About

The textile journey so far..

My current textile journey is a continuation of life-long passion for colour and texture.  The school years of domestic science and later making clothes and home furnishings were the beginning. A very varied working life as a management accountant and mother dented my creativity for a while. Later on when time allowed, I pursued cake decorating in earnest and became an Ikebana teacher. After arriving in Australia, I set up ‘Corporate Graffiti’ which provided promotional products to businesses.

As a hobby I was an active member of a floral art group and subsequently became a professional florist. My bricks and mortar florist shop, ‘A Touch of Class Florist’, was one of the first to go online in Perth. Along with the normal floral range, my creative bouquets of chocolate, cookies and baby clothing proved popular. Since selling the business I have more time to travel and indulge in textiles of all kinds.

Textiles in earnest

Everything changed in 2001 and previous creative interests changed to all things textile. An introduction to free machine embroidery was my ‘light bulb’ moment. Transported on a journey of exploration with fibre and textiles I fell in love with machine embroidery, dyeing and manipulation. I love to incorporate fibre, fabric and occasionally some rather unusual elements in both my felt and textile work. What really appeals to me is working with unconventional materials and mixing media in unconventional and surprising ways. I don’t worry about what the purists may think and no textile technique is off limits!

Later – the felting journey
Sara Quail
Even in Peru, no Alpaca is safe

In the last few years my textile journey has been focused on the art of felting and learning as much as possible. Books, workshops and magazines have been my source of inspiration for exploring traditional and contemporary felting techniques.  I have been lucky enough to have participated in workshops by some wonderful tutors. They include the likes of Marjolein Dallinga, Fiona Duthie, Dawn Edwards, Martien van Zuilen, Pam de Groot, Elena Talakova, Pam McGregor and more.

Transforming delicate wool fibres into 2 or 3D objects is quite a magical process.  In the past I thought of felt as flat, matt and boring. Now I see so many options, I don’t think there are enough hours in the day. I am lucky to have easy access to the super fine merino wool we have in Australia and the time to pursue this craft.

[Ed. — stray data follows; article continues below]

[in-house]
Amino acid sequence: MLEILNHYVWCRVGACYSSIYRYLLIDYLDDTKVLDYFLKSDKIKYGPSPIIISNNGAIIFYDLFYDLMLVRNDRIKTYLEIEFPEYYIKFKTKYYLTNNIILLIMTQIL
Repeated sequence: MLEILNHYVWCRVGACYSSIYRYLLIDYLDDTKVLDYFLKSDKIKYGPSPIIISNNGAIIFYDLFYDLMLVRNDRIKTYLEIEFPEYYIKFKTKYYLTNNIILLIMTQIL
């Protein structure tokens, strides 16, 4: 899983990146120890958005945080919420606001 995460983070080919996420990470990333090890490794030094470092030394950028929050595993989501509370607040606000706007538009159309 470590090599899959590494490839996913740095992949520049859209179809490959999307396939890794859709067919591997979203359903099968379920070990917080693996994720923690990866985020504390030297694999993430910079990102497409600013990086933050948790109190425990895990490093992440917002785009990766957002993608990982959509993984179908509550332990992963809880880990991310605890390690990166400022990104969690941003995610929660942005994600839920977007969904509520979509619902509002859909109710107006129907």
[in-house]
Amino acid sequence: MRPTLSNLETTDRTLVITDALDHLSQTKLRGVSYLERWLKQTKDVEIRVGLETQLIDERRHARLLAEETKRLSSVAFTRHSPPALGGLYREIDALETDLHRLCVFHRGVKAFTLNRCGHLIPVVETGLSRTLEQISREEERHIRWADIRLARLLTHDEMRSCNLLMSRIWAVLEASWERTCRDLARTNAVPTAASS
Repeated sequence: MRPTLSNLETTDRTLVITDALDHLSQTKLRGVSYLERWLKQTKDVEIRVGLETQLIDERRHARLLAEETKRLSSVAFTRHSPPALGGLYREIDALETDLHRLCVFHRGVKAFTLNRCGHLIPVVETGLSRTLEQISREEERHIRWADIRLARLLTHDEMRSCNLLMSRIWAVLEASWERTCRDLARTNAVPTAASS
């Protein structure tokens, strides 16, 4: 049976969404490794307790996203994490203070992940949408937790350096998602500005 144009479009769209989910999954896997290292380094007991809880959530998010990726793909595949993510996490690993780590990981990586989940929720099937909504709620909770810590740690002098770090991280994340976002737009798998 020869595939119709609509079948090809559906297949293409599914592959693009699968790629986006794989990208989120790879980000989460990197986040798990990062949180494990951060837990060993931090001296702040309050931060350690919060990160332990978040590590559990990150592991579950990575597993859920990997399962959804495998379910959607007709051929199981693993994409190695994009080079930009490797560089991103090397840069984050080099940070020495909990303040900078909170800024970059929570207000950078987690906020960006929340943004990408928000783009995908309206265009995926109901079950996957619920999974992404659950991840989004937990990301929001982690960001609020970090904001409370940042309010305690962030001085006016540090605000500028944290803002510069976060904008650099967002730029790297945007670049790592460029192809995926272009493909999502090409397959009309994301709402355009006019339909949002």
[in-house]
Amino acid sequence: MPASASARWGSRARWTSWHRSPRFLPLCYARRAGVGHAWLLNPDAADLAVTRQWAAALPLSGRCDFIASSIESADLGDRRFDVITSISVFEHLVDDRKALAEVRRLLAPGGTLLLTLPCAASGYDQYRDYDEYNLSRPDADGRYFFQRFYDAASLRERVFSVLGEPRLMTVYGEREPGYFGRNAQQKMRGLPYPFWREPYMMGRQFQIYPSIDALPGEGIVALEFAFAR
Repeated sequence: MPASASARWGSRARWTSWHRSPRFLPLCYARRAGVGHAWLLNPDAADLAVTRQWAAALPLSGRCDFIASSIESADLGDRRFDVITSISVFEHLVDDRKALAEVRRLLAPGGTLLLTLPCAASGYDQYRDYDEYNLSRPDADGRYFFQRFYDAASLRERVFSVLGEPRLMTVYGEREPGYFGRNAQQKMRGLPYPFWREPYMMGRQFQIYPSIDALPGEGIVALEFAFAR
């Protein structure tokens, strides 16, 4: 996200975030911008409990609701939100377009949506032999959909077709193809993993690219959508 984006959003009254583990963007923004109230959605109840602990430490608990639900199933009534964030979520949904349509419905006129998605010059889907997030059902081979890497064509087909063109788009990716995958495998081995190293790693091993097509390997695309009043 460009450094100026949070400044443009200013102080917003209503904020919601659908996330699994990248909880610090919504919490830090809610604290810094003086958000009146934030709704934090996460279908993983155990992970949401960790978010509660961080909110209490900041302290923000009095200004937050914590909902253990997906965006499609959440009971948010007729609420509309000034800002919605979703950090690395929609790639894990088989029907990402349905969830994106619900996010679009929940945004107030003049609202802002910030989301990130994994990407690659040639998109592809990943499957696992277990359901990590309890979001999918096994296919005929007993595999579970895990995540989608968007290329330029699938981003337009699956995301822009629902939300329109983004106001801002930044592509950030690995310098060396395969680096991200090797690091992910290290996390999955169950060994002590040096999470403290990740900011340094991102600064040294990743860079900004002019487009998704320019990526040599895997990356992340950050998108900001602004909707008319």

Textiles with a difference

People have commented how varied my work is. I think I know why. I have lived all over the world – UK, USA, Trinidad, Venezuela, South Africa, Zimbabwe, Australia – with a lot of travelling in between. Nothing has been constant for very long. As a result though, I have had an amazing life full of opportunities and experiences which I think transcends into my work. I would be bored repeating the same style or thing. I explore new techniques and then spend many hours researching them before putting them into practice. Then I move on to the next thing – experimenting, learning and creating is what makes me tick.

I have exhibited (and sold!) in the following exhibitions:

2016: MACRO|micro – Feltwest – Northbridge, Perth
2015: Churchlands Senior High School – Churchlands, Perth
2015: Cervantes Art Festival, Cervantes, WA
2014: ‘What lies beneath’ : 84 group -Wanneroo Library and Cultural Centre – Wanneroo, Perth
2011: ‘Thread connections’: Old Bakery, Maylands Perth -Collaboration with 2 other textile artists
: Newman H S Art Show – Churchlands, Perth
: Cervantes Art Festival, Cervantes, WA
2010:‘The travelling thread’ : 84 group – Old Bakery – Maylands, Perth
2002: Heathcote Gallery- Melville Council, Perth

Articles / Features:

Dec 2016: Felt – Issue 16: MACRO|micro exhibition article
Dec 2014: Down Under Textiles – Issue 17: Contemporary textiles by the 84 group: What lies beneath
Jun 2013: Fibreline -Atasda: feature on ‘Meditation’

Currently an active member :
The 84 Contemporary textile group
WAFTA
Feltwest

Feedback or thoughts?